Employers should note that my reference to complaints by an employee relate to concerns about evidence of knowledge of the employer. But, as stated, the employee has no duty to complain and the Employment Appeal Tribunal ("EAT") has already found knowledge on the part of an employer which permitted, or did not actively prevent, the downloading of pornography by male workers with the result that the female claimant suffered sexual discrimination even though she made no complaint to her employer at the time: see Moonsar v Fiveways Express Transport Limited UKEAT/0476/04/TM (one report is available here, the official transcript is here). That case, although not fully argued (the employer not attending the appeal), was followed in Spencer v Primetime Recruitment Ltd  UKEAT 0445/05_0203 so there is no doubt that it represents the current orthodoxy of the EAT: if an employer knows about it, the employer has to act whether or not anyone complains at the time. The employment tribunals expect employers to be mind-readers with perfect knowledge of everything that happens in their businesses. Flattery, perhaps, though flattery most businesses could do without.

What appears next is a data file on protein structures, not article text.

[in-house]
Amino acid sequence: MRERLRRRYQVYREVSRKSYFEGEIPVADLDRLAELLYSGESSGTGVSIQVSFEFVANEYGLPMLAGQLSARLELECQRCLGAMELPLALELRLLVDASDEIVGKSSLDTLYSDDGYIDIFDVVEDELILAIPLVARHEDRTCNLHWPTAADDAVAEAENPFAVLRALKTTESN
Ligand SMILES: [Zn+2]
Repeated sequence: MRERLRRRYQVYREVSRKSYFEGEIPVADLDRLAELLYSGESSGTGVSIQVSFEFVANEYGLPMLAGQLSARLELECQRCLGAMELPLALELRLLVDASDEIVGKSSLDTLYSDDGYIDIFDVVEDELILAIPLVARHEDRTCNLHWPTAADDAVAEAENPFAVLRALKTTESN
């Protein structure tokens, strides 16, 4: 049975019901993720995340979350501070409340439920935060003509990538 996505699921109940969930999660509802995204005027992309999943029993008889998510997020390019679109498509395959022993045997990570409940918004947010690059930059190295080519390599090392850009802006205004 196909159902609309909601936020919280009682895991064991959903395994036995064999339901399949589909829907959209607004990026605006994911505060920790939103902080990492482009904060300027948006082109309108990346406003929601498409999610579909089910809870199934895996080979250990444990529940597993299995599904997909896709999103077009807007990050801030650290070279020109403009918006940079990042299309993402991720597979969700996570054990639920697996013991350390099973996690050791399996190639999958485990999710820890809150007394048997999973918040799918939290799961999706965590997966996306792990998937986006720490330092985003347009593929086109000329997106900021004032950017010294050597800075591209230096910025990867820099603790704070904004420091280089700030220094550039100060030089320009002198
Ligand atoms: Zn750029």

Given the cases of Moonsar and Spencer, it seems very likely that the employment tribunals will place on employers the burden of having Orwellian "correct procedures" to prevent harassment by third parties in cases of "obvious" harassment. From the perspective of employers, one does indeed have to be extremely cautious when aware of sexual harassment. Then employers are, without doubt, under a positive duty to take "reasonably practicable steps" to prevent it. Pace the Daily Mail, for anyone who wishes to criticize the new law, I would respectfully suggest that it is the UK government and not the EU Directive which is instrumental in this extension of liability. My own suspicion is that the new costs to be imposed on business vastly exceed the official estimates.